RBA governor Glenn Stevens has cautioned investors against assuming housing prices will always rise, and that the Australian dollar might not fall.
In a speech to a conference of economists in Hobart on Thursday, the RBA governor downplayed the significance of the central bank’s recent changed description of the Australian dollar.
It had described the exchange rate as “uncomfortably high” but dropped the description as the currency fell earlier in 2014.
There has since been speculation that, with the currency since recovering, the phrase might be resurrected by the RBA.
But after the comments, the dollar dropped from 94.31 US cents at 1100 AEST, when Mr Stevens began speaking, to 93.80 US cents by 1105 AEST on Thursday.
“It hasn’t been, though I don’t regard that to be as significant as many people seem to think it is,” Mr Stevens said.
When judged against current and likely future trends in the terms of trade, and Australia’s still high costs of production relative to those elsewhere in the world, most measurements would say it is overvalued, and not by just a few cents.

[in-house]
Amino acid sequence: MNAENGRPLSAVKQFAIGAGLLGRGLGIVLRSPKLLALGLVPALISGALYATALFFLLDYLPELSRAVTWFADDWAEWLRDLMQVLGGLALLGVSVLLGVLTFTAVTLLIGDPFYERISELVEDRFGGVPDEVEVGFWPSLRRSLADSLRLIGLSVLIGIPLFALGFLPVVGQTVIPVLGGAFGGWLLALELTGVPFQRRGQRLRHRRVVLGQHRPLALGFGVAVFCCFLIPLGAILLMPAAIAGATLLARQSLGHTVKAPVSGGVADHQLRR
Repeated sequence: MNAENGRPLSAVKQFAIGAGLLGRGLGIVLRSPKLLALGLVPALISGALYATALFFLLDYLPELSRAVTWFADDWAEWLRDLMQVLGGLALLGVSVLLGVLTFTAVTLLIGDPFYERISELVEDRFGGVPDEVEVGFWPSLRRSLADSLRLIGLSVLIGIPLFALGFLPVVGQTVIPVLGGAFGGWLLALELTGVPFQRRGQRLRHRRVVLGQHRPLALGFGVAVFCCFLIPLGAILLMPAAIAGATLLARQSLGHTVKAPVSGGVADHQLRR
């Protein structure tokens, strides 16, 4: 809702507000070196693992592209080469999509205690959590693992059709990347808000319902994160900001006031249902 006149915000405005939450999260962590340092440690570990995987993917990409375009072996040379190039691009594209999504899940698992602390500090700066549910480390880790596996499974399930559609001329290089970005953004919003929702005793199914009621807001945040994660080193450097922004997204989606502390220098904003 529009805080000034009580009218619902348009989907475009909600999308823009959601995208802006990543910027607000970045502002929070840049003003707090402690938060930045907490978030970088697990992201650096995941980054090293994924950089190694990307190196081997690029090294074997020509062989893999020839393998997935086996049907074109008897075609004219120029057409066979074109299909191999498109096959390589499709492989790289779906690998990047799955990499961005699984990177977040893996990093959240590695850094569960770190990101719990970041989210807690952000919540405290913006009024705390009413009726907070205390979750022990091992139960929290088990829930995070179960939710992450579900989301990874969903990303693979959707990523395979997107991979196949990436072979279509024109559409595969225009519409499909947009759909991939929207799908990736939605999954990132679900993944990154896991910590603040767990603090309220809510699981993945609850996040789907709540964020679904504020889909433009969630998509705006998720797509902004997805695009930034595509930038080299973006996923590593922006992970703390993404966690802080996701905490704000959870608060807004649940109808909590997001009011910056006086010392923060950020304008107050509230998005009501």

He repeated the view that the exchange rate remains high by historical standards and said that some trade-exposed sectors still find it “quite uncomfortable”.
“When judged against current and likely future trends in the terms of trade, and Australia’s still high costs of production relative to those elsewhere in the world, most measurements would say it is overvalued, and not by just a few cents.”
He acknowledged that it was an unusual time, with interest rates near zero in major economies, a factor supporting the Australian dollar in recent years.
“Nonetheless, we think that investors are under-estimating the likelihood of a significant fall in the Australian dollar at some point.”
On housing prices, he said that some recovery after falls from 2010 to 2012 was no particular cause for concern.
But it would be a different matter if there were to be a further run-up in prices combined with “over-confident expectations of continuing gains” and significant increases in household debt.
Growth in the amount of debt owed by households is currently running at six to seven per cent per annum, only slightly above the growth rate of national income, he said.
“It’s hard to mount the soap box to complain about that pace.”